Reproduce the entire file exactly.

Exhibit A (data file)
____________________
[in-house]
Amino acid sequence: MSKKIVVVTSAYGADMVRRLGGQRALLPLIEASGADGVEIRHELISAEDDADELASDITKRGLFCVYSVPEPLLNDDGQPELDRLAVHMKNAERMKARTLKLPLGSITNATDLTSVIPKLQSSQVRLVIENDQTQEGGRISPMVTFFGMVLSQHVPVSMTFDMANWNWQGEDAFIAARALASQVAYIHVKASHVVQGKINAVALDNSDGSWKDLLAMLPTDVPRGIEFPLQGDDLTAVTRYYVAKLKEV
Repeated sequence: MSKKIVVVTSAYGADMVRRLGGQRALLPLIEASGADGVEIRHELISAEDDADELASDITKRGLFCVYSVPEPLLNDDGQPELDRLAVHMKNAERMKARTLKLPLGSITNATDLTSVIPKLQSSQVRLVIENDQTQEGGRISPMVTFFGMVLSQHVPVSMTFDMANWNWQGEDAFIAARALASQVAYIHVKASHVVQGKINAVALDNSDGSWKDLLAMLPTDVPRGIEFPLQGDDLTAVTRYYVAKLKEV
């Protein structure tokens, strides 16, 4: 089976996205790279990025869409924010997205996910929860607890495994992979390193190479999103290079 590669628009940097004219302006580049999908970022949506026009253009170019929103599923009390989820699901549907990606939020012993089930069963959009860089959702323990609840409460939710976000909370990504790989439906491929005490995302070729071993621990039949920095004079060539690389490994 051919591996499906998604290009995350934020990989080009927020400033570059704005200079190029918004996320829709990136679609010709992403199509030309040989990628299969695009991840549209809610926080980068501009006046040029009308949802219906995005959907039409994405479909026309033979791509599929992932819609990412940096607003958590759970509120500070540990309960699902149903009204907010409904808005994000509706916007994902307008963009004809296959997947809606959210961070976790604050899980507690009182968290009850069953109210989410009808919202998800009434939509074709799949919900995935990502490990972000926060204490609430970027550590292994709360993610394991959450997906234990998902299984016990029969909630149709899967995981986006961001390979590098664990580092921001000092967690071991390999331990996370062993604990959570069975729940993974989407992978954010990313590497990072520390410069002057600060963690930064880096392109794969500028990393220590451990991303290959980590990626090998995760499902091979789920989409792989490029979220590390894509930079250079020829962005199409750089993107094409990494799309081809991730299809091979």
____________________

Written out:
[in-house]
Amino acid sequence: MSKKIVVVTSAYGADMVRRLGGQRALLPLIEASGADGVEIRHELISAEDDADELASDITKRGLFCVYSVPEPLLNDDGQPELDRLAVHMKNAERMKARTLKLPLGSITNATDLTSVIPKLQSSQVRLVIENDQTQEGGRISPMVTFFGMVLSQHVPVSMTFDMANWNWQGEDAFIAARALASQVAYIHVKASHVVQGKINAVALDNSDGSWKDLLAMLPTDVPRGIEFPLQGDDLTAVTRYYVAKLKEV
Repeated sequence: MSKKIVVVTSAYGADMVRRLGGQRALLPLIEASGADGVEIRHELISAEDDADELASDITKRGLFCVYSVPEPLLNDDGQPELDRLAVHMKNAERMKARTLKLPLGSITNATDLTSVIPKLQSSQVRLVIENDQTQEGGRISPMVTFFGMVLSQHVPVSMTFDMANWNWQGEDAFIAARALASQVAYIHVKASHVVQGKINAVALDNSDGSWKDLLAMLPTDVPRGIEFPLQGDDLTAVTRYYVAKLKEV
């Protein structure tokens, strides 16, 4: 089976996205790279990025869409924010997205996910929860607890495994992979390193190479999103290079 590669628009940097004219302006580049999908970022949506026009253009170019929103599923009390989820699901549907990606939020012993089930069963959009860089959702323990609840409460939710976000909370990504790989439906491929005490995302070729071993621990039949920095004079060539690389490994 051919591996499906998604290009995350934020990989080009927020400033570059704005200079190029918004996320829709990136679609010709992403199509030309040989990628299969695009991840549209809610926080980068501009006046040029009308949802219906995005959907039409994405479909026309033979791509599929992932819609990412940096607003958590759970509120500070540990309960699902149903009204907010409904808005994000509706916007994902307008963009004809296959997947809606959210961070976790604050899980507690009182968290009850069953109210989410009808919202998800009434939509074709799949919900995935990502490990972000926060204490609430970027550590292994709360993610394991959450997906234990998902299984016990029969909630149709899967995981986006961001390979590098664990580092921001000092967690071991390999331990996370062993604990959570069975729940993974989407992978954010990313590497990072520390410069002057600060963690930064880096392109794969500028990393220590451990991303290959980590990626090998995760499902091979789920989409792989490029979220590390894509930079250079020829962005199409750089993107094409990494799309081809991730299809091979």